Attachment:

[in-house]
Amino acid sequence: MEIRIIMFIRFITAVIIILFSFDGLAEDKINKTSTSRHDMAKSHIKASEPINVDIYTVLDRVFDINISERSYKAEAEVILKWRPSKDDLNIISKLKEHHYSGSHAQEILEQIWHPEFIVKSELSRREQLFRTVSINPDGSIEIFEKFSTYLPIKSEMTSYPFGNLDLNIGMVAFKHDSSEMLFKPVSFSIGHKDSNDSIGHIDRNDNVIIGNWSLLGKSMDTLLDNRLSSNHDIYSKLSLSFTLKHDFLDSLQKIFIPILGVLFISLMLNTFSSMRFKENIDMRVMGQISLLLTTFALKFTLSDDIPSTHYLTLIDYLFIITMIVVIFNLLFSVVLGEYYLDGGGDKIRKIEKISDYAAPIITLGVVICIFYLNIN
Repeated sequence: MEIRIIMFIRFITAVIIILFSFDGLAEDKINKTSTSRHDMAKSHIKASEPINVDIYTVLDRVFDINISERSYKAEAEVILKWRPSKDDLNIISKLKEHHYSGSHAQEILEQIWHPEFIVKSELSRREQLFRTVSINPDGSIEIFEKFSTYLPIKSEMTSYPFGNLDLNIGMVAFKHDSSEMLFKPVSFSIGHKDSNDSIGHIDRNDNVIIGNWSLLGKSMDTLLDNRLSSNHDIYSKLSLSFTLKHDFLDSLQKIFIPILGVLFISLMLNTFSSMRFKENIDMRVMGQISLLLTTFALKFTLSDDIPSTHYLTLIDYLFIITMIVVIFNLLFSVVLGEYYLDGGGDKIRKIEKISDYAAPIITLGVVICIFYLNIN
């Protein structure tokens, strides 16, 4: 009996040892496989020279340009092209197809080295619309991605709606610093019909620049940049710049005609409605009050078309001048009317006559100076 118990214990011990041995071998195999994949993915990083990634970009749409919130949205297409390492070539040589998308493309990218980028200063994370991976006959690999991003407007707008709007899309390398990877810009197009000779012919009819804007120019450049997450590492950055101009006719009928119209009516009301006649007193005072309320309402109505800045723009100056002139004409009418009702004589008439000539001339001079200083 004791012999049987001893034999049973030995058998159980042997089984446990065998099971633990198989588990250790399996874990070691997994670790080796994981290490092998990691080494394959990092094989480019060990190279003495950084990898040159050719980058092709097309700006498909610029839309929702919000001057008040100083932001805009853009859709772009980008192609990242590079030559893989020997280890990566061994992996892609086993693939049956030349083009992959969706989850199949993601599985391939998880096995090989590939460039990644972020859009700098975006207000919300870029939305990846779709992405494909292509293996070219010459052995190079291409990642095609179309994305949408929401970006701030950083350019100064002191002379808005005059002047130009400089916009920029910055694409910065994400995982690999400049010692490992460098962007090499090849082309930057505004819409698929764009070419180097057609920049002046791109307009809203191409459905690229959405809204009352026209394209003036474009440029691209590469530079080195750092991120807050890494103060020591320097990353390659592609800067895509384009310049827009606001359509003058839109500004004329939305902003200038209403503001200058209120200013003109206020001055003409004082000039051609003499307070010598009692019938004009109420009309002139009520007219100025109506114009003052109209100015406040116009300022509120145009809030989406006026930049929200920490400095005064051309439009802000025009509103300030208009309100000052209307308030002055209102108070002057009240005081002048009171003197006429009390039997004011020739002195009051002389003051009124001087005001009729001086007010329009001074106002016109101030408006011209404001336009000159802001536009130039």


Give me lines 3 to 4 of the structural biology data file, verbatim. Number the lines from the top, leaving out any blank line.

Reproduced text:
Repeated sequence: MEIRIIMFIRFITAVIIILFSFDGLAEDKINKTSTSRHDMAKSHIKASEPINVDIYTVLDRVFDINISERSYKAEAEVILKWRPSKDDLNIISKLKEHHYSGSHAQEILEQIWHPEFIVKSELSRREQLFRTVSINPDGSIEIFEKFSTYLPIKSEMTSYPFGNLDLNIGMVAFKHDSSEMLFKPVSFSIGHKDSNDSIGHIDRNDNVIIGNWSLLGKSMDTLLDNRLSSNHDIYSKLSLSFTLKHDFLDSLQKIFIPILGVLFISLMLNTFSSMRFKENIDMRVMGQISLLLTTFALKFTLSDDIPSTHYLTLIDYLFIITMIVVIFNLLFSVVLGEYYLDGGGDKIRKIEKISDYAAPIITLGVVICIFYLNIN
């Protein structure tokens, strides 16, 4: 009996040892496989020279340009092209197809080295619309991605709606610093019909620049940049710049005609409605009050078309001048009317006559100076 118990214990011990041995071998195999994949993915990083990634970009749409919130949205297409390492070539040589998308493309990218980028200063994370991976006959690999991003407007707008709007899309390398990877810009197009000779012919009819804007120019450049997450590492950055101009006719009928119209009516009301006649007193005072309320309402109505800045723009100056002139004409009418009702004589008439000539001339001079200083 004791012999049987001893034999049973030995058998159980042997089984446990065998099971633990198989588990250790399996874990070691997994670790080796994981290490092998990691080494394959990092094989480019060990190279003495950084990898040159050719980058092709097309700006498909610029839309929702919000001057008040100083932001805009853009859709772009980008192609990242590079030559893989020997280890990566061994992996892609086993693939049956030349083009992959969706989850199949993601599985391939998880096995090989590939460039990644972020859009700098975006207000919300870029939305990846779709992405494909292509293996070219010459052995190079291409990642095609179309994305949408929401970006701030950083350019100064002191002379808005005059002047130009400089916009920029910055694409910065994400995982690999400049010692490992460098962007090499090849082309930057505004819409698929764009070419180097057609920049002046791109307009809203191409459905690229959405809204009352026209394209003036474009440029691209590469530079080195750092991120807050890494103060020591320097990353390659592609800067895509384009310049827009606001359509003058839109500004004329939305902003200038209403503001200058209120200013003109206020001055003409004082000039051609003499307070010598009692019938004009109420009309002139009520007219100025109506114009003052109209100015406040116009300022509120145009809030989406006026930049929200920490400095005064051309439009802000025009509103300030208009309100000052209307308030002055209102108070002057009240005081002048009171003197006429009390039997004011020739002195009051002389003051009124001087005001009729001086007010329009001074106002016109101030408006011209404001336009000159802001536009130039």